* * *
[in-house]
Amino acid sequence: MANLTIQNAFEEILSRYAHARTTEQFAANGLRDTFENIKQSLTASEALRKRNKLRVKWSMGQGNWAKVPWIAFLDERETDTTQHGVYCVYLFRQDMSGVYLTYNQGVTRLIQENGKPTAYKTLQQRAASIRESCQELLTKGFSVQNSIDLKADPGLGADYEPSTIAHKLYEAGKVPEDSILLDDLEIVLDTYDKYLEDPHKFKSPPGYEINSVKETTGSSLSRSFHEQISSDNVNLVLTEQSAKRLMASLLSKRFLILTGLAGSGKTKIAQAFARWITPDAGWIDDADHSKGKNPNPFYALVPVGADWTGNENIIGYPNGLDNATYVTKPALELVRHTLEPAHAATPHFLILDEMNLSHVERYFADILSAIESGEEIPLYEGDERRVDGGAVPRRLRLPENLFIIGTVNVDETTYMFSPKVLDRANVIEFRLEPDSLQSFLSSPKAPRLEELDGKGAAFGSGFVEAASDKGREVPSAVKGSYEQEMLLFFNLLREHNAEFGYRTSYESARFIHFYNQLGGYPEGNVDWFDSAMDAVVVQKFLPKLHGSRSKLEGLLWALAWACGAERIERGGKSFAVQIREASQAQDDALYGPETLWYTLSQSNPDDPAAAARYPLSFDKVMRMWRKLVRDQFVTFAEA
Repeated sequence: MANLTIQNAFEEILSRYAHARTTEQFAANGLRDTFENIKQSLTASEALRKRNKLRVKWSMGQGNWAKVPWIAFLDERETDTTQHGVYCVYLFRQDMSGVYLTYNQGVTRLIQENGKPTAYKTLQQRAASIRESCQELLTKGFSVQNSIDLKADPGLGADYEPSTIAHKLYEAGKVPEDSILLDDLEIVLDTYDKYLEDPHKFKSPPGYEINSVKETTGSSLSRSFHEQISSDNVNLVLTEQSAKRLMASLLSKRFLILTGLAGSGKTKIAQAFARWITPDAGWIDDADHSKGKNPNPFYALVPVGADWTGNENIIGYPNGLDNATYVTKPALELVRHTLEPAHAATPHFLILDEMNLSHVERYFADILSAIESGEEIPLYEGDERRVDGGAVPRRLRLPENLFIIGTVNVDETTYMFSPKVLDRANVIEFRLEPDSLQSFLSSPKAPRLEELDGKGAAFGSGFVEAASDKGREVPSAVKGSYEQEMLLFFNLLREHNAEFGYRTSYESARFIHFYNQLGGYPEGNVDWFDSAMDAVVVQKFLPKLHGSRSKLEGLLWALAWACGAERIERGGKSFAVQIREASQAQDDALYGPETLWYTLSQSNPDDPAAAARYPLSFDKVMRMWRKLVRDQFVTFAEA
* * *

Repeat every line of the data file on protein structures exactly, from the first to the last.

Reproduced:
[in-house]
Amino acid sequence: MANLTIQNAFEEILSRYAHARTTEQFAANGLRDTFENIKQSLTASEALRKRNKLRVKWSMGQGNWAKVPWIAFLDERETDTTQHGVYCVYLFRQDMSGVYLTYNQGVTRLIQENGKPTAYKTLQQRAASIRESCQELLTKGFSVQNSIDLKADPGLGADYEPSTIAHKLYEAGKVPEDSILLDDLEIVLDTYDKYLEDPHKFKSPPGYEINSVKETTGSSLSRSFHEQISSDNVNLVLTEQSAKRLMASLLSKRFLILTGLAGSGKTKIAQAFARWITPDAGWIDDADHSKGKNPNPFYALVPVGADWTGNENIIGYPNGLDNATYVTKPALELVRHTLEPAHAATPHFLILDEMNLSHVERYFADILSAIESGEEIPLYEGDERRVDGGAVPRRLRLPENLFIIGTVNVDETTYMFSPKVLDRANVIEFRLEPDSLQSFLSSPKAPRLEELDGKGAAFGSGFVEAASDKGREVPSAVKGSYEQEMLLFFNLLREHNAEFGYRTSYESARFIHFYNQLGGYPEGNVDWFDSAMDAVVVQKFLPKLHGSRSKLEGLLWALAWACGAERIERGGKSFAVQIREASQAQDDALYGPETLWYTLSQSNPDDPAAAARYPLSFDKVMRMWRKLVRDQFVTFAEA
Repeated sequence: MANLTIQNAFEEILSRYAHARTTEQFAANGLRDTFENIKQSLTASEALRKRNKLRVKWSMGQGNWAKVPWIAFLDERETDTTQHGVYCVYLFRQDMSGVYLTYNQGVTRLIQENGKPTAYKTLQQRAASIRESCQELLTKGFSVQNSIDLKADPGLGADYEPSTIAHKLYEAGKVPEDSILLDDLEIVLDTYDKYLEDPHKFKSPPGYEINSVKETTGSSLSRSFHEQISSDNVNLVLTEQSAKRLMASLLSKRFLILTGLAGSGKTKIAQAFARWITPDAGWIDDADHSKGKNPNPFYALVPVGADWTGNENIIGYPNGLDNATYVTKPALELVRHTLEPAHAATPHFLILDEMNLSHVERYFADILSAIESGEEIPLYEGDERRVDGGAVPRRLRLPENLFIIGTVNVDETTYMFSPKVLDRANVIEFRLEPDSLQSFLSSPKAPRLEELDGKGAAFGSGFVEAASDKGREVPSAVKGSYEQEMLLFFNLLREHNAEFGYRTSYESARFIHFYNQLGGYPEGNVDWFDSAMDAVVVQKFLPKLHGSRSKLEGLLWALAWACGAERIERGGKSFAVQIREASQAQDDALYGPETLWYTLSQSNPDDPAAAARYPLSFDKVMRMWRKLVRDQFVTFAEA